A Meeting of Minds between Livelihoods’ partner NGOS and investors

In addition to Livelihoods’ annual event on July 8, a special workshop was organized on July 9-10 in Paris for the fund’s partner NGOs, with the participation of representatives of its partner investor companies and partner institutions, and external experts engaged in combating climate change and poverty.


In joining the Livelihoods Fund, all partners gain access to the Livelihoods Network, a collaborative platform that facilitates the exchange and sharing of information and resources between the private sector, public institutions, NGOs, and experts. Through the Network, investors are able to contribute to Livelihoods projects in a concrete way, either operationally or technically, and thus play an active role in the fund. The aim of this workshop was to allow all actors of the Livelihoods Fund to innovate together on key common issues to strengthen the long-term sustainability of the projects and the project developers. The workshop inspired them to come up with efficient solutions to implement in the field in each of the 7 existing Livelihoods’ projects.

Livelihoods’ partner NGOs bond over tackling transversal topics


The workshop was structured around three transversal themes relevant to all of the fund’s NGO partner NGOs, regardless of whether they are involved in agroforestry, mangrove restoration or rural energy projects and regardless of the fact that they operate in geographical zones as diverse as India and Guatemala:

• Carbon Verification and Monitoring: Livelihoods’ projects are registered under existing CDM (Clean Development Mechanism) or VCS (Verified Carbon Standard) carbon methodologies. The fund uses the best social and environmental standards that exist such as the Gold Standard or CCBA. A rigorous process is followed to measure the carbon sequestration and register the projects at the United Nations Framework Convention on Climate Change (UNFCCC). This year, Livelihoods will receive its first carbon credits from its agroforestry project in India (implemented by the NGO Naandi Foundation), its mangrove restoration project in Senegal (implemented by the NGO Oceanium) and its clean cook stove project in Kenya (implemented by the social business Climate Pal). These NGOs shared their experience and offered each other tips. Additionally, carbon experts, such as Matthias Seebauer from the carbon consulting firm UNIQUE and Pablo Noriega from Agresta, were on hand to answer any questions the NGOs had.


• Revenue-generating activities: Certain NGOs have had remarkable experiences in launching income-generating businesses linked to Livelihoods’ projects. For instance, the NGO Yagasu in Indonesia is commercializing a large spectrum of products derived from mangrove trees planted in partnership with the Livelihoods Fund, such as mangrove cookies and natural batik dyes. Bambang Suprayogi, the founder and CEO of the NGO Yagasu, shared his learnings with the other NGOs and discussed how the fund’s partner investor Hermès is helping to further develop these dyes commercially.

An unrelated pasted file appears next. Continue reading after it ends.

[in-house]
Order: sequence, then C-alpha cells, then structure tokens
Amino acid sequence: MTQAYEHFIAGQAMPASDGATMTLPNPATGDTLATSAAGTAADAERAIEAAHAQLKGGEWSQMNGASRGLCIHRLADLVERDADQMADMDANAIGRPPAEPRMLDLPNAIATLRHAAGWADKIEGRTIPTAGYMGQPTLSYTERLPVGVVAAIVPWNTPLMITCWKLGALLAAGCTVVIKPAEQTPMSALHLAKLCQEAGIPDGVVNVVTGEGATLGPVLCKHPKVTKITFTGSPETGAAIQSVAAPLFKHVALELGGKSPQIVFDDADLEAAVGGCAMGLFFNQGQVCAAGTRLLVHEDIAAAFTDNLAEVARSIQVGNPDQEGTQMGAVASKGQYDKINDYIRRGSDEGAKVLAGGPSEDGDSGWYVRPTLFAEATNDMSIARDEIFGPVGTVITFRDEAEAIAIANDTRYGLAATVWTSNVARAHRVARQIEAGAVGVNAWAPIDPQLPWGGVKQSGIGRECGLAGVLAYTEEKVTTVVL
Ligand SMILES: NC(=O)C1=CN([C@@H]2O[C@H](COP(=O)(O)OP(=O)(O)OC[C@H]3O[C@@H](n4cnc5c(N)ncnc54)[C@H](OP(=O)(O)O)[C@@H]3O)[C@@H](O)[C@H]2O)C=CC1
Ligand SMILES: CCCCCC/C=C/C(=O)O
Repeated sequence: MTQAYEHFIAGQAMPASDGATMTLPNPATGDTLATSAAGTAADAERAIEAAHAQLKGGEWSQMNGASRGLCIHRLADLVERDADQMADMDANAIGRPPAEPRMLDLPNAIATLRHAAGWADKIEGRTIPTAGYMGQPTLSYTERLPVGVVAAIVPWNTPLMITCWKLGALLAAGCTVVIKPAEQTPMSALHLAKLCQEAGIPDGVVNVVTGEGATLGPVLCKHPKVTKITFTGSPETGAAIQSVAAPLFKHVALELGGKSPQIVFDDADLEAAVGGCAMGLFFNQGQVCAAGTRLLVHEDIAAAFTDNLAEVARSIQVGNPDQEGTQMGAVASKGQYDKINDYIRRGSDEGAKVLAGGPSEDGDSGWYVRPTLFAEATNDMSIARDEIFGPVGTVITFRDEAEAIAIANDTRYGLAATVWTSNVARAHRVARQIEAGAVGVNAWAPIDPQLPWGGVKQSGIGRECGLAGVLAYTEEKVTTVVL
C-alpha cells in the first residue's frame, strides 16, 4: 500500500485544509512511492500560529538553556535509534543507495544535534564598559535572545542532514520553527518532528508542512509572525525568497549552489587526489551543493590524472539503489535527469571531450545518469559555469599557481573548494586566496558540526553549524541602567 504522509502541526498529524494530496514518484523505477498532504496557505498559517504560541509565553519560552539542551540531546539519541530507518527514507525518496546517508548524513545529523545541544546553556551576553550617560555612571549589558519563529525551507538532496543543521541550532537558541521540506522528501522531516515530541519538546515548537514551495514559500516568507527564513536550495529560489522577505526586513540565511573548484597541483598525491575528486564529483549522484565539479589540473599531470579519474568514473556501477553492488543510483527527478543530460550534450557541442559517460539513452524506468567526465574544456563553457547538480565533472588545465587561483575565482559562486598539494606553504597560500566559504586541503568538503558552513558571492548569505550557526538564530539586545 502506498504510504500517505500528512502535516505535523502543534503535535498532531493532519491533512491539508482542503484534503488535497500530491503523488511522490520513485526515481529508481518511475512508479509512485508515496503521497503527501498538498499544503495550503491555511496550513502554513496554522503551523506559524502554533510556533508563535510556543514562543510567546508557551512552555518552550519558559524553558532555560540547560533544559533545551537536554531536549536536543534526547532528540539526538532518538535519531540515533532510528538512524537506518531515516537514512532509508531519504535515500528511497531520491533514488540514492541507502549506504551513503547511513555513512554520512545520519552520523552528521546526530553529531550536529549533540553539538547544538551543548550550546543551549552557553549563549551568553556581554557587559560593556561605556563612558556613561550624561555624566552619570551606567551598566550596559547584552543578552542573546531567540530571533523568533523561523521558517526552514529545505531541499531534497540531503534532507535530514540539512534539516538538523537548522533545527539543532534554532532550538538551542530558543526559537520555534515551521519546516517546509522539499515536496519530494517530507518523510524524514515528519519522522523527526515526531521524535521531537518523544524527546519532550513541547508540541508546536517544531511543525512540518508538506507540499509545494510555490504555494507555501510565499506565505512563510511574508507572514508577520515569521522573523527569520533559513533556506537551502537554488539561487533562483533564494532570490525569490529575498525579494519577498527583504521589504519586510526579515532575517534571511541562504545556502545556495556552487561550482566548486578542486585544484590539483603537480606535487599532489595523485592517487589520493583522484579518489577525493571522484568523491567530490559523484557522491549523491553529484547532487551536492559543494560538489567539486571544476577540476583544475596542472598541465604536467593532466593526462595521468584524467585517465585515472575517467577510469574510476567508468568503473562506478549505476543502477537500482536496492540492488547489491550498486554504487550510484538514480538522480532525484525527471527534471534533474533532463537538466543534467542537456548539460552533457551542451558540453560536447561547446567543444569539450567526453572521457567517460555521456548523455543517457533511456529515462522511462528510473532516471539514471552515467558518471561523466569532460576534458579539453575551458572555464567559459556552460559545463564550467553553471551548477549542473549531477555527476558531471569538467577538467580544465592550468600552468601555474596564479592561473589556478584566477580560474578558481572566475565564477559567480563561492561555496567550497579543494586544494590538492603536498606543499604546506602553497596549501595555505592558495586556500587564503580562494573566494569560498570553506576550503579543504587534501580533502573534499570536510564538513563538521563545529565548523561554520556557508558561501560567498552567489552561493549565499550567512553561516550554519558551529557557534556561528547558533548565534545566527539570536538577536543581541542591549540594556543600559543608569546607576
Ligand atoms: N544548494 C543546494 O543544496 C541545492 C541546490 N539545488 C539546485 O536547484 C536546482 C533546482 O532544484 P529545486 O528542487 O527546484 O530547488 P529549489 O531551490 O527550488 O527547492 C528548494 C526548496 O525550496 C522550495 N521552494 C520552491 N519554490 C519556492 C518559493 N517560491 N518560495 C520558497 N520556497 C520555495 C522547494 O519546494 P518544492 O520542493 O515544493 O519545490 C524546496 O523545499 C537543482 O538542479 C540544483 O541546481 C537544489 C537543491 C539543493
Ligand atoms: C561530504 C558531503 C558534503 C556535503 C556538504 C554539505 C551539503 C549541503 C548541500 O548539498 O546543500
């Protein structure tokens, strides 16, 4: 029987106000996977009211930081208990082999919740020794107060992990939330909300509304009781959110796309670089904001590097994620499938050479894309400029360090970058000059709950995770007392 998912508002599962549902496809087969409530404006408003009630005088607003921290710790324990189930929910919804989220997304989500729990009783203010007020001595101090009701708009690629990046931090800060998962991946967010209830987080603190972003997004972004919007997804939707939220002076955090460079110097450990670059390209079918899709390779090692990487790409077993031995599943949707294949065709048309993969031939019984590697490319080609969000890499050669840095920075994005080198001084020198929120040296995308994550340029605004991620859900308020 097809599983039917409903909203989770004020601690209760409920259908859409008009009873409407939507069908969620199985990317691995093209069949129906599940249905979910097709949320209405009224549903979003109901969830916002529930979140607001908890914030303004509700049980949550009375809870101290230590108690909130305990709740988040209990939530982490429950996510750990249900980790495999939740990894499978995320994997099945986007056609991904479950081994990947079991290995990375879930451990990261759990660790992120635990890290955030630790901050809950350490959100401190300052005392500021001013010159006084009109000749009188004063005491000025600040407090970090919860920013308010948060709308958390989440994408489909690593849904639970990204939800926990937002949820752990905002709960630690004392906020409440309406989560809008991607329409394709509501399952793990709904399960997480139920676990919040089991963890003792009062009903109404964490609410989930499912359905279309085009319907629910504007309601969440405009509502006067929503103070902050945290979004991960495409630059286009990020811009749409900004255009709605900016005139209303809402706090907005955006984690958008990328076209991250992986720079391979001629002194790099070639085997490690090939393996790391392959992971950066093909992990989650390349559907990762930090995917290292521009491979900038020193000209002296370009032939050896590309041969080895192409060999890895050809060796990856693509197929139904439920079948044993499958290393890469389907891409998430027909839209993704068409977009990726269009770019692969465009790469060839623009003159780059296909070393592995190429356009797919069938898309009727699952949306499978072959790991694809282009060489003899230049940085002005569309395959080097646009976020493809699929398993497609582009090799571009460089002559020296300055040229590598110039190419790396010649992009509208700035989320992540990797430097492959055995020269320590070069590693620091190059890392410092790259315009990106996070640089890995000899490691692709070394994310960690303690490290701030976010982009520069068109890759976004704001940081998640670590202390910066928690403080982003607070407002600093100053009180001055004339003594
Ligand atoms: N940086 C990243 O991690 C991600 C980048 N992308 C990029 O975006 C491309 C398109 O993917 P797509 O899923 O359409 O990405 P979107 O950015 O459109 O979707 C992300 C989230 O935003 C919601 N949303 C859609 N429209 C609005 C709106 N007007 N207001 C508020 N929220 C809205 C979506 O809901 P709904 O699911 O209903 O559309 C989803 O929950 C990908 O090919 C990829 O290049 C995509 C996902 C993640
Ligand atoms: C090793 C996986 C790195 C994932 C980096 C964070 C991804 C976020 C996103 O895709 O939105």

• Information technologies: Various experts in this domain were invited to share with Livelihoods’ partner NGOs ways that mobile technology can help them more efficiently monitor their plantations and project activities as well as how to use them to increase access to market. Christelle Delbé, Group Head of Sustainability at Vodafone, gave a presentation to the NGOs about how mobile technology is facilitating access to market in rural off-grid areas in Africa thanks to a money credit storage system administered over mobile phones (such as its mobile money MPESA system via Safaricom in Kenya).

Co-creation between Livelihoods’ corporate investors & NGO partners


The Livelihoods Workshop went beyond just pedagogical learning sessions. It also invited representatives from Livelihoods’ 10 partner investors (Danone, Schneider Electric, Crédit Agricole S.A., Michelin, Hermès, SAP, CDC Climat, La Poste, Firmenich and Voyageurs du Monde) to exchanges with Livelihoods’ project officers first-hand and offer their financial, technical and operational support to the existing projects.


A special session titled “Message in a Bottle” was organized as a marketplace-like forum in which each of Livelihoods’ partner NGOs created a bulletin board with one side labelled “Ready to Give” and the other side labelled “Ready to Take.” Under the column “Ready to Give,” they listed their skills and expertise that they were willing to share with the rest of the Livelihoods’ community and under “Ready to Take” they listed their operational weaknesses and needs that they hoped other members of the Livelihoods’ community could help them fulfil. Joel Lelostec from Schneider Electric for instance, offered the NGOs advice concerning their rural energy needs, particularly in off-grid areas.


The Livelihoods Workshop was not only a great way for members of the Livelihoods family to get further acquainted following Livelihood’s soirée “Rendez-vous in the Garden” the previous evening, but more importantly, it demonstrated the unique strength of the Livelihoods network and the incredible reserve of talent and resources that the fund has at its disposal. The fund’s partner NGOs were ecstatic knowing that they are never alone in coming up with solutions to challenges that arise, but that they have the continuous support of the fund’s other NGOs and the fund’s partner investors who lend them their business savvy. Lastly, as the members of Livelihoods’ family are together for the long run, there is time to dream, innovate and implement solutions to fulfil the mission of the Livelihoods Fund – to restore natural ecosystems for the benefit of rural communities and to fight climate change.